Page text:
Vulnerable children have not always received the best care, Kirklees Council has admitted.

Eight years after the notorious Shannon Matthews kidnap case, Kirklees has said it has uncovered shortcomings with some of its social work.

A probe was launched last year and 22 cases of sub-standard care were identified from the past two years.

But the council’s cabinet member for family support and child protection, Clr Erin Hill, has said she is confident no youngsters were harmed because of the errors.

Clr Erin Hill
Clr Erin Hill

Clr Hill said she had instigated the review following concerns about incomplete paperwork and poor service for children and young people referred to social services.

But she vowed that changes had already been implemented to bring Kirklees up to scratch.

New managers have been brought in and overworked social workers have been given more support.

The investigation has been highlighted by the council to the Examiner ahead of its publication later this month.

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Clr Hill, who was appointed to the cabinet job a year ago, said she wanted to be upfront that some issues had occurred but said she was assured the department was back on track.

She said the 22 cases bore no similarity to the Shannon Matthews case in Dewsbury in 2008 and denied that mistakes highlighted from that scandal had not been corrected.

Karen Matthews, who was jailed after claiming her daughter Shannon was missing, when all the while she was staying at a friend’s house

“We should always been making improvements,” said Clr Hill.

“If we get to a point where we say, ‘right, we’re done now’, that would be wrong.

“We’re learning all the time about how to deal with vulnerable children and I think it’s right that we’re looking at our own practices.

“The Shannon Matthews case was a horrendous incident.

“But of the 22 we’ve looked at, it’s not of that nature and we’ve made sure that they’re all safe.

“Going through the cases we found some areas of concern. We also found some very good practices but we also found areas where social work practice wasn’t up to the standard we want it to be.

“On the same day we picked them up we sent people out to see them.

“We’re confident that no-one was harmed.

“Those children have been seen, spoken to on their own, and their families and schools have been spoken to.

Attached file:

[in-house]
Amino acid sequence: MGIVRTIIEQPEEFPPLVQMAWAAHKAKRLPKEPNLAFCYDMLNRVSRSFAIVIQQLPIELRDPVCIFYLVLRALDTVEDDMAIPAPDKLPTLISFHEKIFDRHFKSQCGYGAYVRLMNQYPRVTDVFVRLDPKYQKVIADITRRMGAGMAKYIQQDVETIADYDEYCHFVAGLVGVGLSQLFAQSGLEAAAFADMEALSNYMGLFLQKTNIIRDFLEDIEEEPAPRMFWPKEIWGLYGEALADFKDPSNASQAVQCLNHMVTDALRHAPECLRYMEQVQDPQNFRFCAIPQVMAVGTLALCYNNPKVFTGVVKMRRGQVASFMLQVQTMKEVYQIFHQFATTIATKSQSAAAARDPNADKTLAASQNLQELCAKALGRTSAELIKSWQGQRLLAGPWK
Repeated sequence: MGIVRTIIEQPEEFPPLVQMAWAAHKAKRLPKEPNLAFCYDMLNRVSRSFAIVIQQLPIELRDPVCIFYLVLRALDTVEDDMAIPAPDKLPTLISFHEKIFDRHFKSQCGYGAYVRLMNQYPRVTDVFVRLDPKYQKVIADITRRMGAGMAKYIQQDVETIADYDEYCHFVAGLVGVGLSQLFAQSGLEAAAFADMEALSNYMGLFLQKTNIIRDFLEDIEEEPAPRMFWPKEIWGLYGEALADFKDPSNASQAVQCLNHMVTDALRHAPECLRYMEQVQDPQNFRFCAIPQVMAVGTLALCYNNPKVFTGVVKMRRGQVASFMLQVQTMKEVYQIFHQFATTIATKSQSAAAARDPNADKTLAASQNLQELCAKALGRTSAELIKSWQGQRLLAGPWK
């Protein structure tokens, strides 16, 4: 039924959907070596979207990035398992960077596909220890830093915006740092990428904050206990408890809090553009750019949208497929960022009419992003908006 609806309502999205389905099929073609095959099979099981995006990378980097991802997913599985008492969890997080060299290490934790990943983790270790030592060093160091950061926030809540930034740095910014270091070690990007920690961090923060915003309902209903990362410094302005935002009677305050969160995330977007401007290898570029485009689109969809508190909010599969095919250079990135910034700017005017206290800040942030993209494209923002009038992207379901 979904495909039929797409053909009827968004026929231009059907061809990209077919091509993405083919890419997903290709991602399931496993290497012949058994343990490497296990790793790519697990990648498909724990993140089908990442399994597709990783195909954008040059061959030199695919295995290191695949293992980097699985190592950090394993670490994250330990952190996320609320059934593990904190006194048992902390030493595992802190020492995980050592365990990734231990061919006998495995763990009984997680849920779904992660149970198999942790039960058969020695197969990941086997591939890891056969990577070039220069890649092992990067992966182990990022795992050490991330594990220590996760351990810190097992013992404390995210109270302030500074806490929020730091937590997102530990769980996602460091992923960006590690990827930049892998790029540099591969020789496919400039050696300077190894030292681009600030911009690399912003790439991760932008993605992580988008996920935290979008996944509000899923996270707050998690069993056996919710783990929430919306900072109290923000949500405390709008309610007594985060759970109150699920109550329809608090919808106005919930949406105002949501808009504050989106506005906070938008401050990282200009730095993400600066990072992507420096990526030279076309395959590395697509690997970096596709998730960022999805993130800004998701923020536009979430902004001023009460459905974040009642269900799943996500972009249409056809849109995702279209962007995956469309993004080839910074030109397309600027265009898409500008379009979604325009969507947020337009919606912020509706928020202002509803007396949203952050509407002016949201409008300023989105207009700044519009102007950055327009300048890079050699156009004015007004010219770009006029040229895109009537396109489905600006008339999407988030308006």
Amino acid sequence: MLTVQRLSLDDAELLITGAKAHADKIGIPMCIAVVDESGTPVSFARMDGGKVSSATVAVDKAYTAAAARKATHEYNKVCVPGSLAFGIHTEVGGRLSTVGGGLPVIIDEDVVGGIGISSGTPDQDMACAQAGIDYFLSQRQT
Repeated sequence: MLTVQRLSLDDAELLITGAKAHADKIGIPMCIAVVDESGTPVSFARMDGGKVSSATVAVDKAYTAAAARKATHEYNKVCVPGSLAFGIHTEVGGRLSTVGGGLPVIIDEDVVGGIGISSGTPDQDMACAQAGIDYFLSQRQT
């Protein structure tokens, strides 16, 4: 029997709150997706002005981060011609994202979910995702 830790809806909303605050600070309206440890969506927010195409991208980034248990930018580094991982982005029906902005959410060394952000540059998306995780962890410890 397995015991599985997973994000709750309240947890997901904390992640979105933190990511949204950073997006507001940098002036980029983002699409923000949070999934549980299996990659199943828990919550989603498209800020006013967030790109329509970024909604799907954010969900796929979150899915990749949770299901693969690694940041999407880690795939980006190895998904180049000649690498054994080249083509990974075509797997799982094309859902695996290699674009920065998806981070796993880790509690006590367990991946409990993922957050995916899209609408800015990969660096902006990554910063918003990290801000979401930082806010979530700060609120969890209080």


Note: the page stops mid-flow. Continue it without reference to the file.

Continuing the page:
“Every one of those has either been escalated as appropriate or dealt with so I’m re-assured that we’ve picked it up.”

Clr Hill would not reveal if anyone had been disciplined or fired and said the timing of the departures of the department’s director, Alison O’Sullivan, and assistant-director, Paul Johnson, were already planned before the investigation began.

Former Kirklees Council's director for children and young people Alison O'Sullivan

She said: “We introduced this not as witch hunt but as a way to improve across the board.

“We’ve had staff leaving as planned but we’ve also brought in a lot of new managers to ease that transition.

“We’ve initiated it to improve; it’s not some sort of ‘night of the long knives’.

“I’m absolutely sure that none of our social workers have purposely done anything wrong.”

Clr Hill said both paperwork and quality of care problems had been identified in the inquiry and a new Children’s Development Board had been set up in response.

“The board has met several times and we’re starting to see a real shift in practice,” she said.

“What became clear was that particularly some of our junior staff hadn’t always been given the right guidance or been told what was expected of them, which is where some of the things had gone wrong.

“Our absolute priority is the safety of children and young people.

“That’s true in all parts of the council not just children’s services.

“I’ve been impressed with how quickly staff have come round and I’m more re-assured than I was six months ago that I’m able to say they are safe.”